A decision-maker should always let interested parties know what its decision is. This is essential to ensure legal certainty; a person must always have the opportunity to know what is required of them, particularly where sanctions may be imposed for failing to comply with those requirements.
There may also be a legal requirement to provide reasons for the decision. The duty to give reasons may be set out expressly in legislation. Alternatively, a duty to give reasons may be inferred by the Court (e.g. where the public authority in question has a policy to always give reasons for its decisions, therefore giving interested parties a 'legitimate expectation' that reasons will be given).
The Court is most likely to infer a duty on the public authority to give reasons where it would be unfair for the public authority to not do so, for example if:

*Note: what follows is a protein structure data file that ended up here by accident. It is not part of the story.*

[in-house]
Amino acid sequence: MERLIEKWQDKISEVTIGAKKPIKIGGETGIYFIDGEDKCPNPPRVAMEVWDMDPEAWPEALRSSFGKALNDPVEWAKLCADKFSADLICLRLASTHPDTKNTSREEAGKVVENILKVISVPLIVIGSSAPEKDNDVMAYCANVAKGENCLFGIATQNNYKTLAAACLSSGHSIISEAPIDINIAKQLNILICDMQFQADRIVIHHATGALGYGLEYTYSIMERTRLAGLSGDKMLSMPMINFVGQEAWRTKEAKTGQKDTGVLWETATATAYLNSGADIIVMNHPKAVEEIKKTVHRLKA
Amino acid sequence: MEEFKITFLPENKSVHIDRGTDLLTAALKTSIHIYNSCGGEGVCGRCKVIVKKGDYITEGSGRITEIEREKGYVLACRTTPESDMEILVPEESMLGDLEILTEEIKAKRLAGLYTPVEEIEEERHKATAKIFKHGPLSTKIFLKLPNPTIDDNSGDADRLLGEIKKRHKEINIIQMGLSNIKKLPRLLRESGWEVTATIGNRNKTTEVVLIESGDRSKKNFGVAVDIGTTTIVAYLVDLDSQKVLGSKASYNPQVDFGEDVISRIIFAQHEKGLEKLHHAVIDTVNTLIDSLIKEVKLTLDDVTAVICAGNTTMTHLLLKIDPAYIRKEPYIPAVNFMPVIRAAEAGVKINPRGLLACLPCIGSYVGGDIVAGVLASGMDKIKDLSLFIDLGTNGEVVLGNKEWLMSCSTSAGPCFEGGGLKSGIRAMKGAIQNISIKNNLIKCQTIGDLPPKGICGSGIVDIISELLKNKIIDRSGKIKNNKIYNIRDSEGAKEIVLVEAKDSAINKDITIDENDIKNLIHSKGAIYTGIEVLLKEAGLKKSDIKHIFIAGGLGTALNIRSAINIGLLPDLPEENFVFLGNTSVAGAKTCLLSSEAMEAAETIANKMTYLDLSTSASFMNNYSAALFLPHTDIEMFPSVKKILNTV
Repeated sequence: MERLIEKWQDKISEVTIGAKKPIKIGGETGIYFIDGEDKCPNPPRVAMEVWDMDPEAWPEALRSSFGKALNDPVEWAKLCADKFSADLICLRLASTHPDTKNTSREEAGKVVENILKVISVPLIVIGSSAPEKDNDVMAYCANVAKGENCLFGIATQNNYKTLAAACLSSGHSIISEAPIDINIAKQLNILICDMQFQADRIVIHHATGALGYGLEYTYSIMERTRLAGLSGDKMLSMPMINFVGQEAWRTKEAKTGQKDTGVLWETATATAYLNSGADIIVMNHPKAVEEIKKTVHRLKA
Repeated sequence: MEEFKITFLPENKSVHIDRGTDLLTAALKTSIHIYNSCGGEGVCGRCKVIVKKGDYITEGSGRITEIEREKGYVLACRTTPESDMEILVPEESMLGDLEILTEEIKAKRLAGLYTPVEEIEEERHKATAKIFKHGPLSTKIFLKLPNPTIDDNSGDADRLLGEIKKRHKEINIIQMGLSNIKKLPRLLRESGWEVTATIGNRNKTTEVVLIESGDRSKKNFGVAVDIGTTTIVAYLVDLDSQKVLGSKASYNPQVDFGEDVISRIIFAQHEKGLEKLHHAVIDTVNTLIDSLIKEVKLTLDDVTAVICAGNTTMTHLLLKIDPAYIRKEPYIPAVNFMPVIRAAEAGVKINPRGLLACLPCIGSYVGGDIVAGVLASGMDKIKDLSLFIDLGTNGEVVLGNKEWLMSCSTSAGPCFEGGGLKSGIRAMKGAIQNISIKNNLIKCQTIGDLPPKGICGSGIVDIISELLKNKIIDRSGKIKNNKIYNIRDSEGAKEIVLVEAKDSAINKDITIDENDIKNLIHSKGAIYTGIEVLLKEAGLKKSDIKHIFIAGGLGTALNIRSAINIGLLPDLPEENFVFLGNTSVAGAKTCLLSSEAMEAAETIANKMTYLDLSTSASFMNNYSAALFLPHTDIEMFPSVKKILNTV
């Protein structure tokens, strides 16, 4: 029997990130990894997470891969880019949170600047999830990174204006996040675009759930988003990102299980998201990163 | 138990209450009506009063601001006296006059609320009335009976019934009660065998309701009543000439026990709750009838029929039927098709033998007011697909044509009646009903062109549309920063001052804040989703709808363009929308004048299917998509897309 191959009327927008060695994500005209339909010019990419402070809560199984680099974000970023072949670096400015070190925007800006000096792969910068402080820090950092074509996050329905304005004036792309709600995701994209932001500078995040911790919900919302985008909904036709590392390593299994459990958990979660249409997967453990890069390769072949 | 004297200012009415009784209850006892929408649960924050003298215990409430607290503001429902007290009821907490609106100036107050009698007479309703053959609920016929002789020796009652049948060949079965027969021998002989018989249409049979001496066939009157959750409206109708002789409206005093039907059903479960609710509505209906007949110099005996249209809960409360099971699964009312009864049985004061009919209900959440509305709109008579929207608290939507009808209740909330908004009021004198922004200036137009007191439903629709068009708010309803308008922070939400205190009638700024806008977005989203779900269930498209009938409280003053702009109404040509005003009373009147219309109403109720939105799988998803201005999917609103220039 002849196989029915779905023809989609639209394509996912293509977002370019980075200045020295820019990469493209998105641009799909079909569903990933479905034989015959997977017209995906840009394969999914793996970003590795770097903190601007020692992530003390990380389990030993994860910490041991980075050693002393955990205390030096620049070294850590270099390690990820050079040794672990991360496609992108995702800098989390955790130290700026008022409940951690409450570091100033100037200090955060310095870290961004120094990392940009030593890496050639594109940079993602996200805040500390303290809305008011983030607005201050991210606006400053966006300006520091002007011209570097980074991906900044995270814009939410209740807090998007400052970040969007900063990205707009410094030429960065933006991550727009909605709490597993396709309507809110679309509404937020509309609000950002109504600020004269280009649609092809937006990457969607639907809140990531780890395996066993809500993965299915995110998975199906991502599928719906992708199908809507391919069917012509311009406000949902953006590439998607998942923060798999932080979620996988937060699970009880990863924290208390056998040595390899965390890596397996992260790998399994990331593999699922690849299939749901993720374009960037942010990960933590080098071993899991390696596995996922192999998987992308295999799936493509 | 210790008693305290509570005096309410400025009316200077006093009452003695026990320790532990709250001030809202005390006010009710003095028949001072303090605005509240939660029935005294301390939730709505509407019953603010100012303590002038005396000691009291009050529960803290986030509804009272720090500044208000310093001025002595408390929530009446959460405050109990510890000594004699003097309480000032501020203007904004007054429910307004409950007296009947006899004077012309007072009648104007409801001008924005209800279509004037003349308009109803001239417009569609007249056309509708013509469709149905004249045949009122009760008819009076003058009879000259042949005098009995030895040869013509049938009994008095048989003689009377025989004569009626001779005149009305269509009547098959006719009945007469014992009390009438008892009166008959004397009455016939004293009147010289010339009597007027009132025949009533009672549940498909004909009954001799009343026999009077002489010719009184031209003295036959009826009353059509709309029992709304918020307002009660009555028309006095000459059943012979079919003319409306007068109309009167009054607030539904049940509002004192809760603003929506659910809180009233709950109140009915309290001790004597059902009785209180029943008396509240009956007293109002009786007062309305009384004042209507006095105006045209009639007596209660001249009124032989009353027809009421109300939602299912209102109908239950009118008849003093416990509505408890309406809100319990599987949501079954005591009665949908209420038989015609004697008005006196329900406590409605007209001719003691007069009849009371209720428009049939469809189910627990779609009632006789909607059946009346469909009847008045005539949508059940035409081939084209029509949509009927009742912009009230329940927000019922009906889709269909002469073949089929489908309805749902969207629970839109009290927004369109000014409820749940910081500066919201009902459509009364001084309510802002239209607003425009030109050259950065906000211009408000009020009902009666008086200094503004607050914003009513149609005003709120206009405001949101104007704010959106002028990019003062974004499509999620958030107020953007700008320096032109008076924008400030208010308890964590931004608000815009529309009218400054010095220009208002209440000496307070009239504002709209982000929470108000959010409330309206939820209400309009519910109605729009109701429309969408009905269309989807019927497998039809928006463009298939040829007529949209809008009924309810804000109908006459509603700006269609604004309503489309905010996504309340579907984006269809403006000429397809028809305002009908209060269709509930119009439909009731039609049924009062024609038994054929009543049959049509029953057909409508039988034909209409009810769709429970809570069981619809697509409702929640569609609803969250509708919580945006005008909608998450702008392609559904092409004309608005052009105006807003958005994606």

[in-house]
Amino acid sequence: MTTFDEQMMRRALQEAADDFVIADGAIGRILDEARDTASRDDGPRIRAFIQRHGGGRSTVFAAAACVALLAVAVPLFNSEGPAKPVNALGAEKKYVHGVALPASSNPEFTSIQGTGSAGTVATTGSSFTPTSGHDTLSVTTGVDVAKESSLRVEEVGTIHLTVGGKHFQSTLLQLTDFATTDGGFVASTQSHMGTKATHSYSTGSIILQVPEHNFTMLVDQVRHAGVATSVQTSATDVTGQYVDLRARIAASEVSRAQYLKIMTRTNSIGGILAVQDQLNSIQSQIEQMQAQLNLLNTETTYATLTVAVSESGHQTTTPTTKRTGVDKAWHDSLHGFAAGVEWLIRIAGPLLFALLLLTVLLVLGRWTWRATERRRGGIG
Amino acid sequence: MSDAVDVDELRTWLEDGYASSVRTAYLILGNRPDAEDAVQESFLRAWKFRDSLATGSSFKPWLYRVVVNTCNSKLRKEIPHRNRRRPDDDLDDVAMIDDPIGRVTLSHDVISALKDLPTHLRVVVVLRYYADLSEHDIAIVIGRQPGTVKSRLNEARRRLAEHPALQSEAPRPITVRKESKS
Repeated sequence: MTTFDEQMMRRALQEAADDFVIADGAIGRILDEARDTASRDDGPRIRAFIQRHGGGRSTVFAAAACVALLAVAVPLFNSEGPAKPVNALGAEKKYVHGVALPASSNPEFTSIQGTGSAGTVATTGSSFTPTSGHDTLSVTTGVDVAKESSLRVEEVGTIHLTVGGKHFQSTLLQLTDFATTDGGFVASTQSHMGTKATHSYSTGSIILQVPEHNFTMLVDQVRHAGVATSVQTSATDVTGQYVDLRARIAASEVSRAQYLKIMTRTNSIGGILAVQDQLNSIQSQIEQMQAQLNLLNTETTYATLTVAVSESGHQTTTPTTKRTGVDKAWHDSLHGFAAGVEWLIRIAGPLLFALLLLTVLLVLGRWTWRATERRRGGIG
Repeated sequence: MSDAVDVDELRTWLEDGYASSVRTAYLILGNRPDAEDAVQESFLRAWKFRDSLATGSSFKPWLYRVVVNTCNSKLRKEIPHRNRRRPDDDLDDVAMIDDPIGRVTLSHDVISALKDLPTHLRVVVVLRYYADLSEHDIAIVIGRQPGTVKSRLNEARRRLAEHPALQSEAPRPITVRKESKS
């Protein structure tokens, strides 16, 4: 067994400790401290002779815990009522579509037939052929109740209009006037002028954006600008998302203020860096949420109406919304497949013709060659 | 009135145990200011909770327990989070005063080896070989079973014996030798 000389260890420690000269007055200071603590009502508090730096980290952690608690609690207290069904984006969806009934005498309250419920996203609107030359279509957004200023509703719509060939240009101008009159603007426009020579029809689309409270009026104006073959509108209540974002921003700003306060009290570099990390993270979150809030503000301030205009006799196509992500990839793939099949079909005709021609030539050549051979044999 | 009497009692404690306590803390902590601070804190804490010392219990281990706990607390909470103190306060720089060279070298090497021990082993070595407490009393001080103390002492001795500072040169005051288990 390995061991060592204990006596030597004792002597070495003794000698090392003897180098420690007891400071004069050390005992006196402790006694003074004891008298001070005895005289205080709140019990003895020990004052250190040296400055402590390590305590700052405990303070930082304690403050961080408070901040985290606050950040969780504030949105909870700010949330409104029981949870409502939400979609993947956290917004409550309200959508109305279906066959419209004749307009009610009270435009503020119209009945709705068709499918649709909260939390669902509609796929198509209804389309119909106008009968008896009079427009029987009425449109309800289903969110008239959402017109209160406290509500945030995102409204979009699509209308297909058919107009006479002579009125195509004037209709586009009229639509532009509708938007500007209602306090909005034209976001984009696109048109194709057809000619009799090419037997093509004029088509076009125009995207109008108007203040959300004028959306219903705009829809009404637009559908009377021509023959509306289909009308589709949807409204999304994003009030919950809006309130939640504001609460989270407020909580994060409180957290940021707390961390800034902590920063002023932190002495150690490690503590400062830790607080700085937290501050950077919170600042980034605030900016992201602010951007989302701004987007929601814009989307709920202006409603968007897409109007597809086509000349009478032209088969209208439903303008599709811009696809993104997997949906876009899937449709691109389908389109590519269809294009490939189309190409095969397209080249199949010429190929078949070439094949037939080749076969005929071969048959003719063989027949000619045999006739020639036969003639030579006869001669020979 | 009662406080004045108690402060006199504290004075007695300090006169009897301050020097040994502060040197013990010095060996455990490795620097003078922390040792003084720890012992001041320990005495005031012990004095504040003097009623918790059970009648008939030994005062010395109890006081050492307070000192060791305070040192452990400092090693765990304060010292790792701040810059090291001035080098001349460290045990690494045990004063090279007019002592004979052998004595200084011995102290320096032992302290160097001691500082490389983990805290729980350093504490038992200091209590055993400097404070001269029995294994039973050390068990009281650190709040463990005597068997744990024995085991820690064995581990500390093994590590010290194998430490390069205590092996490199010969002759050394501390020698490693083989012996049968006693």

- reasons are required to enable an interested party to appeal the decision;
- the decision affects a person’s liberty or human rights;
- the decision is unusual in some way (e.g. contrary to established practice);
- the decision appears to be contrary to the evidence.
The Court is less likely to infer a duty to give reasons where it would be very difficult for the decision-maker to do so (e.g. where the decision is a pure exercise of judgment, for example where the decision-maker has to apply its judgment to choose which applicant should be awarded grant funding - see R (on the application of the Asha Foundation) v The Millennium Commission  EWCA Civ 88).